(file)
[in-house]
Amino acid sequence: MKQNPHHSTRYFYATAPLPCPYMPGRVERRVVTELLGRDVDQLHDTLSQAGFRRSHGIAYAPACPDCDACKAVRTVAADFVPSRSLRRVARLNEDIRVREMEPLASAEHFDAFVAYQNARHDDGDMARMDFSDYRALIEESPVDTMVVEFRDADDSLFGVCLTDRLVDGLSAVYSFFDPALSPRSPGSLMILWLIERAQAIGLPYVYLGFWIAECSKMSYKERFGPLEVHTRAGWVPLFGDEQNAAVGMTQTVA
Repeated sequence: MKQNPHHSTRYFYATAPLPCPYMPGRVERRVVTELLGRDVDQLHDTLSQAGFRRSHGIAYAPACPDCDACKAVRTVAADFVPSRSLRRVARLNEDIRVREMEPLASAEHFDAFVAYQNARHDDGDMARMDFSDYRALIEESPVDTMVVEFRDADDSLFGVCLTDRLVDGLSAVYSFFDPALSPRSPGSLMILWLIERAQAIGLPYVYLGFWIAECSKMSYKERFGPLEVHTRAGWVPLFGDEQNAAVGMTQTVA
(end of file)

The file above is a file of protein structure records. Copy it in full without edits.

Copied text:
[in-house]
Amino acid sequence: MKQNPHHSTRYFYATAPLPCPYMPGRVERRVVTELLGRDVDQLHDTLSQAGFRRSHGIAYAPACPDCDACKAVRTVAADFVPSRSLRRVARLNEDIRVREMEPLASAEHFDAFVAYQNARHDDGDMARMDFSDYRALIEESPVDTMVVEFRDADDSLFGVCLTDRLVDGLSAVYSFFDPALSPRSPGSLMILWLIERAQAIGLPYVYLGFWIAECSKMSYKERFGPLEVHTRAGWVPLFGDEQNAAVGMTQTVA
Repeated sequence: MKQNPHHSTRYFYATAPLPCPYMPGRVERRVVTELLGRDVDQLHDTLSQAGFRRSHGIAYAPACPDCDACKAVRTVAADFVPSRSLRRVARLNEDIRVREMEPLASAEHFDAFVAYQNARHDDGDMARMDFSDYRALIEESPVDTMVVEFRDADDSLFGVCLTDRLVDGLSAVYSFFDPALSPRSPGSLMILWLIERAQAIGLPYVYLGFWIAECSKMSYKERFGPLEVHTRAGWVPLFGDEQNAAVGMTQTVA